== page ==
Content marketing in 2024: Anchor your efforts on these core principles

Content marketing in 2024: Anchor your efforts on these core principles

The word “deluge” has been top of mind for me lately. The past year has seen heavy rains and recurring flood risk in New York City. It’s also seen a different kind of flood risk, posed by AI-generated content.

A 2022 Europol report warned that “as much as 90 percent of online content may be synthetically generated—meaning generated or manipulated by AI—by 2026.” 

As of early 2024, there were an estimated 1.9 billion websites and 600 million blogs on the internet. An estimated 7.5 million blog posts are published daily. To overtake that activity would be a deluge of biblical proportions. And digital publishing will likely accelerate from here. 

It’s likely that much of this content will languish in the ether, adding to the 96% of online content that currently gets 0 traffic from Google. In anticipation of the flood, Google has made explicit its intent to penalize “scaled content abuse”—recognizing that a high volume of content with “little to no value” is likely spam. This is the first time they’ve taken aim at the impending onslaught of derivative content.

Google has made explicit its intent to penalize “scaled content abuse”—recognizing that a high volume of content with “little to no value” is likely spam.

Of course, Google is not the ultimate or only arbiter of good vs. bad content on the internet. Much of what’s worth reading online are stories that don’t target a search keyword. 

But Google does have a powerful voice in determining what information people find, and the digital content ecosystem is inextricably tied to their decisions. I’m heartened by the action the search giant has taken in the last 18 months to better align their evaluation criteria with a thoughtful reader’s values. (Cheers to you, helpful content update!)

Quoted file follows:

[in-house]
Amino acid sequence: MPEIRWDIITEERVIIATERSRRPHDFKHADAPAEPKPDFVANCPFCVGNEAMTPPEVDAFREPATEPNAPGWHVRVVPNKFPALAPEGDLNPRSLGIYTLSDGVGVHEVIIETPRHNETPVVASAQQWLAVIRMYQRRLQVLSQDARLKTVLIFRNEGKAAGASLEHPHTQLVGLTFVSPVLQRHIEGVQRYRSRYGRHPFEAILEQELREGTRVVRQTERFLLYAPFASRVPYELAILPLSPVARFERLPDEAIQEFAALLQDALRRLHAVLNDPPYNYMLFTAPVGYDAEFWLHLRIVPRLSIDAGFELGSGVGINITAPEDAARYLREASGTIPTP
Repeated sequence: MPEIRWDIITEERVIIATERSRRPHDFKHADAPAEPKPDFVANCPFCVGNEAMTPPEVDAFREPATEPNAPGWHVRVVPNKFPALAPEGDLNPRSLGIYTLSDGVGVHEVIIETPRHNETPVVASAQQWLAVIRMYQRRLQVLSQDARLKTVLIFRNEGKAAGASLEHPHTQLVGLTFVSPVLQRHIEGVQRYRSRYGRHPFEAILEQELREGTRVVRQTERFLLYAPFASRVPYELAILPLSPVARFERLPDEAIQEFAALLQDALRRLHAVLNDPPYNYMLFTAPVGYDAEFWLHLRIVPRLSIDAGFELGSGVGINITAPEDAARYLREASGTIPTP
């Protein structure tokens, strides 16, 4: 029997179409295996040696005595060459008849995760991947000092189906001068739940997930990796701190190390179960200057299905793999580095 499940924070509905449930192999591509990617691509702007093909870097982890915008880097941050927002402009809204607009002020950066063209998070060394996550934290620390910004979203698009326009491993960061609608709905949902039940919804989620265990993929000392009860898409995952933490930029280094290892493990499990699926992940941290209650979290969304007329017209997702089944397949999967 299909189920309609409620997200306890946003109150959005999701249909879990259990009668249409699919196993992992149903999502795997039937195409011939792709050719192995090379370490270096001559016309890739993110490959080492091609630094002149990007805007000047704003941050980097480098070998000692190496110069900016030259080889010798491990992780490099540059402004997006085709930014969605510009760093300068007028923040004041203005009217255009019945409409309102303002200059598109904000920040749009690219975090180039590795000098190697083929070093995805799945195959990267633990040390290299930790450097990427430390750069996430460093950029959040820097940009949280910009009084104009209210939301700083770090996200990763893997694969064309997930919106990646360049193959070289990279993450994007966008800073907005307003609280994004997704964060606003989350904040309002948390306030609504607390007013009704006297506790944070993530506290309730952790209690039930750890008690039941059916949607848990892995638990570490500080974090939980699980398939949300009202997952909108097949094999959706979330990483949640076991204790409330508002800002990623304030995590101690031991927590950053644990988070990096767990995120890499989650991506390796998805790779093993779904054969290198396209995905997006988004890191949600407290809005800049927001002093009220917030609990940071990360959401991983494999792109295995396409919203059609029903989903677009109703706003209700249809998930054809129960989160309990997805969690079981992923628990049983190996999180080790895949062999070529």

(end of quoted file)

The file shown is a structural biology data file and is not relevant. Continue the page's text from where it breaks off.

Looking ahead, it seems all but certain that search will move towards a more conversational experience—in which Google’s chatbot gobbles up information and synthesizes it into an AI-generated answer to your queries. To create this experience, some content will certainly become a commoditized input. But I hope—and expect—that Google will play an important role in ensuring that humans continue to have access to human voices, stories, and intelligence when searching for information online. 

The way forward

A flooded content landscape is daunting for brands, a feeling perhaps compounded by decades of wading through seas (although shallow in comparison) of clickbait, sensationalized listicles, and other useless content. 

Having witnessed several eras of content marketing—including the rise and fall of native advertising, spon-con, microsites, and (my personal favorite) branded magazines—I can tell you one thing with confidence: a few core principles hold true. 

  • Humans want to connect with other humans through storytelling. We always have and we always will. Brands can take part in the storytelling ecosystem, but they must do it in a way that is genuinely human, prioritizing connection over transactions.